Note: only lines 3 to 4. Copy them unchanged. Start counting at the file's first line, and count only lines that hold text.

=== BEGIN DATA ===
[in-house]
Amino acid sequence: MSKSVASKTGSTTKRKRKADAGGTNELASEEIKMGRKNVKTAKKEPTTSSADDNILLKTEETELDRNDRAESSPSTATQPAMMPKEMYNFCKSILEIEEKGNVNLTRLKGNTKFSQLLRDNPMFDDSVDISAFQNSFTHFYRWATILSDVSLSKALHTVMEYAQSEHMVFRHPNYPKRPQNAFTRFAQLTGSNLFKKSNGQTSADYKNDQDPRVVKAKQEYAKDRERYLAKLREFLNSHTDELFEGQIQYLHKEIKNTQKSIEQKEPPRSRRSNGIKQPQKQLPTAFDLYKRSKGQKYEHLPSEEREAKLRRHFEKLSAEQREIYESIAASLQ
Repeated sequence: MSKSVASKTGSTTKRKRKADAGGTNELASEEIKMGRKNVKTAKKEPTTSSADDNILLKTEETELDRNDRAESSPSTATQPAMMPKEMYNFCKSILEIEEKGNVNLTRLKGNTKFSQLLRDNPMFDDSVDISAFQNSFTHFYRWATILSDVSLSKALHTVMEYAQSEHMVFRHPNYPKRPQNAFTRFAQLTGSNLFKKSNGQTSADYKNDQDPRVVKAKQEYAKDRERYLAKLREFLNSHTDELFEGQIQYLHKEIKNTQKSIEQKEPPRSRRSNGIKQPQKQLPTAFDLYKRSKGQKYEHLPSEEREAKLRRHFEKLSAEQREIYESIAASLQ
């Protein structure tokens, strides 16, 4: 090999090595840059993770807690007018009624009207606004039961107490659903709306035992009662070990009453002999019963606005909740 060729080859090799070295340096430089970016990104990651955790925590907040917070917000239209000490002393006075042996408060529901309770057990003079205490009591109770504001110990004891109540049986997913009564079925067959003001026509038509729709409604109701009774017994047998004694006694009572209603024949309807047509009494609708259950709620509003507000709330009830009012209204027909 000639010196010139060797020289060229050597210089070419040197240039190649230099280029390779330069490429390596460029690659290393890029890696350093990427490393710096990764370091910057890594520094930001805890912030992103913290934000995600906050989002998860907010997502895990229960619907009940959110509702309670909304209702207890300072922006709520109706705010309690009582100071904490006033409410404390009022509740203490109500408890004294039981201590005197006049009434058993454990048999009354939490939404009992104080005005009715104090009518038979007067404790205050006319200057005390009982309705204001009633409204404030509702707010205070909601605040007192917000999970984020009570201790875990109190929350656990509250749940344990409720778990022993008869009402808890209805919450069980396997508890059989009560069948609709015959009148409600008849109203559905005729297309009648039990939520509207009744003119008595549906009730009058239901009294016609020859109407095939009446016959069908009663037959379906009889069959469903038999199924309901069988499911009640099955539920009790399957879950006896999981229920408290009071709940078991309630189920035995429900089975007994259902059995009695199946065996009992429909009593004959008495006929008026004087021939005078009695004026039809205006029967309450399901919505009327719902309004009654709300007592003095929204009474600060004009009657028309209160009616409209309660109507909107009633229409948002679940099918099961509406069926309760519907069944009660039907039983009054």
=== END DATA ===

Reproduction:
Repeated sequence: MSKSVASKTGSTTKRKRKADAGGTNELASEEIKMGRKNVKTAKKEPTTSSADDNILLKTEETELDRNDRAESSPSTATQPAMMPKEMYNFCKSILEIEEKGNVNLTRLKGNTKFSQLLRDNPMFDDSVDISAFQNSFTHFYRWATILSDVSLSKALHTVMEYAQSEHMVFRHPNYPKRPQNAFTRFAQLTGSNLFKKSNGQTSADYKNDQDPRVVKAKQEYAKDRERYLAKLREFLNSHTDELFEGQIQYLHKEIKNTQKSIEQKEPPRSRRSNGIKQPQKQLPTAFDLYKRSKGQKYEHLPSEEREAKLRRHFEKLSAEQREIYESIAASLQ
């Protein structure tokens, strides 16, 4: 090999090595840059993770807690007018009624009207606004039961107490659903709306035992009662070990009453002999019963606005909740 060729080859090799070295340096430089970016990104990651955790925590907040917070917000239209000490002393006075042996408060529901309770057990003079205490009591109770504001110990004891109540049986997913009564079925067959003001026509038509729709409604109701009774017994047998004694006694009572209603024949309807047509009494609708259950709620509003507000709330009830009012209204027909 000639010196010139060797020289060229050597210089070419040197240039190649230099280029390779330069490429390596460029690659290393890029890696350093990427490393710096990764370091910057890594520094930001805890912030992103913290934000995600906050989002998860907010997502895990229960619907009940959110509702309670909304209702207890300072922006709520109706705010309690009582100071904490006033409410404390009022509740203490109500408890004294039981201590005197006049009434058993454990048999009354939490939404009992104080005005009715104090009518038979007067404790205050006319200057005390009982309705204001009633409204404030509702707010205070909601605040007192917000999970984020009570201790875990109190929350656990509250749940344990409720778990022993008869009402808890209805919450069980396997508890059989009560069948609709015959009148409600008849109203559905005729297309009648039990939520509207009744003119008595549906009730009058239901009294016609020859109407095939009446016959069908009663037959379906009889069959469903038999199924309901069988499911009640099955539920009790399957879950006896999981229920408290009071709940078991309630189920035995429900089975007994259902059995009695199946065996009992429909009593004959008495006929008026004087021939005078009695004026039809205006029967309450399901919505009327719902309004009654709300007592003095929204009474600060004009009657028309209160009616409209309660109507909107009633229409948002679940099918099961509406069926309760519907069944009660039907039983009054």